My mail server has recently come under a very bizarre attack. Every five to ten minutes, a new IP connects to SMTP, attempts to try weird usernames (like pil, bennett, netscape, msfuser, desktop, fenix, clamav, emily, wwwrun, etc). Every attempt follows the same exact pattern, trying the username as the password, then username1, then username123, then 123456. After that my server blacklists the IP and rejects all further requests from that IP.

This seems like the most useless attack ever. What could they possibly be hoping to accomplish? Originally there was a configuration error that resulted in my mail server rejecting mail from my spam proxy due to the attack, but I fixed that a while ago and yet they still continue the attempts.

It's not bothering my server any since the requests are fairly slow and not any particular volume. It's got zero chance of finding a working username that way, particularly since all my domain's that are handled by this mail server are very small (like 5 or 10 users total). It's burning through a bunch of botnet nodes that can get reported. It seems like an excessive amount of cost (revealing IPs containing bots) relative to the very limited chances of getting a benefit (based on how limited the scan is). Is this kind of thing just common on the Internet and somehow my server has stayed under the radar from it so far (despite being up for 10+ years and previously having a relatively high popularity site on it)?

  • Is the attack happening on SMTP, POP or IMAP? Or some combination of those?
    – Ladadadada
    Commented Feb 14, 2014 at 19:07
  • SMTP, updated question with that detail as well. Commented Feb 14, 2014 at 19:14
  • the chance is NOT zero unless you have ZERO users. very very small maybe but not zero.
    – Skaperen
    Commented Feb 14, 2015 at 12:17
  • @skaperen Actually there is zero chance because they try the same series of passwords and are blocked before they ever get to a valid password since the initial guesses don't meet complexity requirements. Commented Feb 14, 2015 at 15:32

2 Answers 2


These attacks have little to no cost and risk to the attacker. Imagine if the attacker has control over a botnet of a few thousand computers. That's at least a couple thousand tries for username+pass. If it picks the most common usernames and passwords it has a chance (small, but still not none) of getting access to your system.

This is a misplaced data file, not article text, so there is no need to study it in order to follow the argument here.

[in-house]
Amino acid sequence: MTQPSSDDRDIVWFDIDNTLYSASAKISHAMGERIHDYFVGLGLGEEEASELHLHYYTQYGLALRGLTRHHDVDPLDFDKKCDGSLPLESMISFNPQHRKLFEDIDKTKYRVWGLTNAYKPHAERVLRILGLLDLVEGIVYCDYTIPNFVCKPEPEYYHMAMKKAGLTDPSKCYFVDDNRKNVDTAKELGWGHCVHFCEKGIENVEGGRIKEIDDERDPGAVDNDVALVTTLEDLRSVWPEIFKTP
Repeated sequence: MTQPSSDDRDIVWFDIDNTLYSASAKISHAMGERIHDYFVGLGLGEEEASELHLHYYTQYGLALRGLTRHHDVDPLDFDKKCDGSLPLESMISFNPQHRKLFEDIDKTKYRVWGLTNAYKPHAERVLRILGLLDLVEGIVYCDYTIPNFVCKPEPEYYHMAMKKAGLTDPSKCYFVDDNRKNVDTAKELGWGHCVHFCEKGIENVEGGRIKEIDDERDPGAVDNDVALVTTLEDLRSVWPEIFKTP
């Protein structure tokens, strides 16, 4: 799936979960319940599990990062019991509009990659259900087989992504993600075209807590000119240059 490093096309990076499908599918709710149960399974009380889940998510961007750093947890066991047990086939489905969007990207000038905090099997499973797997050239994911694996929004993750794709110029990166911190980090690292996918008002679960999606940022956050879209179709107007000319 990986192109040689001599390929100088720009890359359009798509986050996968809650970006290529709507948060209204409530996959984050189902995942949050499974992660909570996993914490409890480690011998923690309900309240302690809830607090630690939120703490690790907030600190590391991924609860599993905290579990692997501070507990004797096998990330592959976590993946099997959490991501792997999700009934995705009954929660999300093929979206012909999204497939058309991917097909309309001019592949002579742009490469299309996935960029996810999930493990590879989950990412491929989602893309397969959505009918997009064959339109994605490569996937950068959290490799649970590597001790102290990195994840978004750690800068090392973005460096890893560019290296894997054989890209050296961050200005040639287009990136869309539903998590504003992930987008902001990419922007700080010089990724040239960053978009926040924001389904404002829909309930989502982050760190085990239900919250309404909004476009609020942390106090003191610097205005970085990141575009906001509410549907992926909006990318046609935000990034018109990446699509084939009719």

While you may not have anything particularly valuable for them to steal, they now have 1 more computer, which they can use to compromise others, whom might actually have valuable data.

If this is being done over hundreds of thousands of domains the chances of getting access to at least a few is pretty good.

No cost + No risk = Lots of Attempts.

They're probably checking your mail server because they might have more lax password timeouts. There are a lot of people who reuse passwords too, so they may get lucky.

  • 1
    Wouldn't there be risk in that the behavior is easy to notice and report though, thus potentially costing them bots? Commented Feb 14, 2014 at 19:39
  • They also are not trying different passwords or even trying the same user with more than those 4 passwords. I could understand if they were trying the same username again with different passwords but there is no repeat of the username after the IP block. I suppose it could just be a really dumb attacker though that took a very boneheaded approach that is least likely to succeed of any possible brute force attack. Commented Feb 14, 2014 at 19:41